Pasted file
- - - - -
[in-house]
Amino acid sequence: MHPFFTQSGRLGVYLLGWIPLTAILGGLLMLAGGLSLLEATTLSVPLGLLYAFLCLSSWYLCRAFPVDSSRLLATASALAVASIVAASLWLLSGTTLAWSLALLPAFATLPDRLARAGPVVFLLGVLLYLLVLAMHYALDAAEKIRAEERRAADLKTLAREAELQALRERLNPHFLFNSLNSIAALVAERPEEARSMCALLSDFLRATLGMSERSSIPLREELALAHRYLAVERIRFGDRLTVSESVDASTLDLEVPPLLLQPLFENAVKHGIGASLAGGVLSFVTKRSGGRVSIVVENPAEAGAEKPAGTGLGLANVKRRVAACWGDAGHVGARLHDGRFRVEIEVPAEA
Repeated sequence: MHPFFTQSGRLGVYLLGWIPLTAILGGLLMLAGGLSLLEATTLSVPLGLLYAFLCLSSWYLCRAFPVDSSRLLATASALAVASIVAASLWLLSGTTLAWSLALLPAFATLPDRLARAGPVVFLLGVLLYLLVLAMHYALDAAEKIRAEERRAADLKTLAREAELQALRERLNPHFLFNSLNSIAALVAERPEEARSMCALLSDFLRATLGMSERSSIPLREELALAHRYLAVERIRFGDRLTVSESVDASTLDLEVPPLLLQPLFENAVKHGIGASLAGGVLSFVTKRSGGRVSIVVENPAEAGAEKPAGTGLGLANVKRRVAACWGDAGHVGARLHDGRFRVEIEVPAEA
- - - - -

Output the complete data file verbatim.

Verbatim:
[in-house]
Amino acid sequence: MHPFFTQSGRLGVYLLGWIPLTAILGGLLMLAGGLSLLEATTLSVPLGLLYAFLCLSSWYLCRAFPVDSSRLLATASALAVASIVAASLWLLSGTTLAWSLALLPAFATLPDRLARAGPVVFLLGVLLYLLVLAMHYALDAAEKIRAEERRAADLKTLAREAELQALRERLNPHFLFNSLNSIAALVAERPEEARSMCALLSDFLRATLGMSERSSIPLREELALAHRYLAVERIRFGDRLTVSESVDASTLDLEVPPLLLQPLFENAVKHGIGASLAGGVLSFVTKRSGGRVSIVVENPAEAGAEKPAGTGLGLANVKRRVAACWGDAGHVGARLHDGRFRVEIEVPAEA
Repeated sequence: MHPFFTQSGRLGVYLLGWIPLTAILGGLLMLAGGLSLLEATTLSVPLGLLYAFLCLSSWYLCRAFPVDSSRLLATASALAVASIVAASLWLLSGTTLAWSLALLPAFATLPDRLARAGPVVFLLGVLLYLLVLAMHYALDAAEKIRAEERRAADLKTLAREAELQALRERLNPHFLFNSLNSIAALVAERPEEARSMCALLSDFLRATLGMSERSSIPLREELALAHRYLAVERIRFGDRLTVSESVDASTLDLEVPPLLLQPLFENAVKHGIGASLAGGVLSFVTKRSGGRVSIVVENPAEAGAEKPAGTGLGLANVKRRVAACWGDAGHVGARLHDGRFRVEIEVPAEA